Remember the callback daze

Javascript is everywhere.. it took off to be the most predominant language that applications are developed on both server (node.js)  &  client side (web, mobile, desktop) with plethora of technologies & frameworks.  While coding/debugging nodejs modules, I understand the asynchronous pattern of callbacks functions and how they fit into the event-based execution model of Javascript. But sometimes, the callbackhell is quite overwhelming and I get lost in the daze of callback functions, which ends up in myself strolling through the blogs for a better, clear understanding of the concept. This post is a synthesis of one such instance.

Coming from a Java/C# Eco system, where traditionally functions are defined as per contract/definition and executed sequentially (well…most of the time, other than EventHandlers, callback interfaces, etc.) & every function/method has an object input, output & possible exception handling. Functions in javascript are different as they can be defined traditionally with input arguments & output/return values. They can also be expressed, manipulated passed around like objects. Functions can be also be returned as local variables (closures) and in strict mode, they bleed ‘undefined’ profusely. All good, then what exactly is an callback ?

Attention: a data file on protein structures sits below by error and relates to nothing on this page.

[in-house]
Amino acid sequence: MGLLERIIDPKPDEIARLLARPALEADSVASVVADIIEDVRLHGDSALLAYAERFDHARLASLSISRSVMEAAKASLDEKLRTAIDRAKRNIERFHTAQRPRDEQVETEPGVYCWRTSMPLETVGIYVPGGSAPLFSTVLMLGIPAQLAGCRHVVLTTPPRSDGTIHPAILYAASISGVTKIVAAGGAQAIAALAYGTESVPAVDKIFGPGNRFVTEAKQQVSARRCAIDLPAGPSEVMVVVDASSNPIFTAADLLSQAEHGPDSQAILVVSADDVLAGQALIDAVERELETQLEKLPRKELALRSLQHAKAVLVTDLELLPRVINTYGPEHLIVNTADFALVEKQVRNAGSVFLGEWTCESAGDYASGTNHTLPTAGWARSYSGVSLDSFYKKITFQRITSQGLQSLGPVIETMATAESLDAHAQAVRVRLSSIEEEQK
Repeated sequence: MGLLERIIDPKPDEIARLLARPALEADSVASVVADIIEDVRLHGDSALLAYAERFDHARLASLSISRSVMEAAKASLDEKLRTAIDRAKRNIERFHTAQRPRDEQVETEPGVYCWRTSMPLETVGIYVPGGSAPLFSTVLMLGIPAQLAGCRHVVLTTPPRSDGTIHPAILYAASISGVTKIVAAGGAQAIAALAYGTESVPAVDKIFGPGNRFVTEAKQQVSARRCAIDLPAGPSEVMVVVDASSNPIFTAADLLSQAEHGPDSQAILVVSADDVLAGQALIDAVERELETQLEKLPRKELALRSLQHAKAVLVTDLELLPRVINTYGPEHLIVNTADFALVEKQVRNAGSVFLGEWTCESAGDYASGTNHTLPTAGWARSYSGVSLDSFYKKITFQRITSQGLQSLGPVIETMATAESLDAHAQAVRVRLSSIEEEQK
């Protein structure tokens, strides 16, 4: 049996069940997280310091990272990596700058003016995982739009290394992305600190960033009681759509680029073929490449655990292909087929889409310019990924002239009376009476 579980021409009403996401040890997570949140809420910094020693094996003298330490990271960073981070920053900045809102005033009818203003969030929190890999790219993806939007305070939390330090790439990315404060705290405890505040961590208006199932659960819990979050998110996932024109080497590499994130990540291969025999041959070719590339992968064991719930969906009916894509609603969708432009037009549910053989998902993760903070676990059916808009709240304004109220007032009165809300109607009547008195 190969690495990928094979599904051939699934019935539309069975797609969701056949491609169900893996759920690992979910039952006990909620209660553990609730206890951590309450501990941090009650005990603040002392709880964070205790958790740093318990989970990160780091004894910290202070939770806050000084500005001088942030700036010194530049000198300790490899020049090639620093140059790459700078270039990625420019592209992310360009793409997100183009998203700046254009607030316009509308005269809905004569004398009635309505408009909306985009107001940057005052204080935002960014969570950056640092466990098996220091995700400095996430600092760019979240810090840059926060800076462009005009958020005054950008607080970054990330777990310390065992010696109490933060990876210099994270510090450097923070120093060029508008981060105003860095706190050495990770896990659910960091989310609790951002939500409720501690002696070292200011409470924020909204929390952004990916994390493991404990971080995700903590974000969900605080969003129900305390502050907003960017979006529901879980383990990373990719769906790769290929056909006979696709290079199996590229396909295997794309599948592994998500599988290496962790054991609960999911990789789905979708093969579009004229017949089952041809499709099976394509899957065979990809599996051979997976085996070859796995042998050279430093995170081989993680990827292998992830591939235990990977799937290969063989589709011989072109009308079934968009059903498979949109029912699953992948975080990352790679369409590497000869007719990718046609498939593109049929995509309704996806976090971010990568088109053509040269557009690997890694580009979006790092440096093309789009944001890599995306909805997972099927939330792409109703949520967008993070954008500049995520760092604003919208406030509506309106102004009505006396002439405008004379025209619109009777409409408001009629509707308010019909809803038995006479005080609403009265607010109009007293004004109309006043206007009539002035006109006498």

Callbacks are functions that are executed asynchronously, or at a later time. Instead of the code reading top to bottom procedurally, async programs may execute different functions at different times based on the order and speed that earlier functions like http requests or file system reads happen. (ref:art-of-node#callbacks)

Best explanation I found:
Mike Vollmer did an fantastic job in explaining what are callbacks & how callbacks are used to do things asynchronously in javascript vs. traditional programming languages.

In addition,The Difference Between Call() and Apply() in Javascript would further clarify operations on callback. (ex: callback-apply.js). Another simple explanation: .

Key points noted are:

  • explicitly making sure callback is a function before use.  (typeof(callback) === ‘function’)
  • callback executes after the asynchronous action begins, but NOT before it completes (Not always) (ex: callback-timing.js).

For well versed javascript coders, it must be pretty basic stuff, but this has been an shift in programming paradigm for me. I do use callbacks and anti-pattern libraries like async.js for node modules & yet sometimes I cannot wrap my head around these callbacks. Modularising code and getting more familiar with asynchronous programming and node.js patterns seems to be solution for the confusion… till then…I need to remember the callback daze..


Tagged with: ,
Posted in JavaScript, Node.JS
One comment on “Remember the callback daze
  1. asoftwareguy says:

    Asyncronous programming can be a bit of a pain when you are first looking into it, but it becomes easlier over time, just like anything else. If you are ever still in Java world, take a look at the reactive extensions for Java,, or in .Net,

    Liked by 1 person

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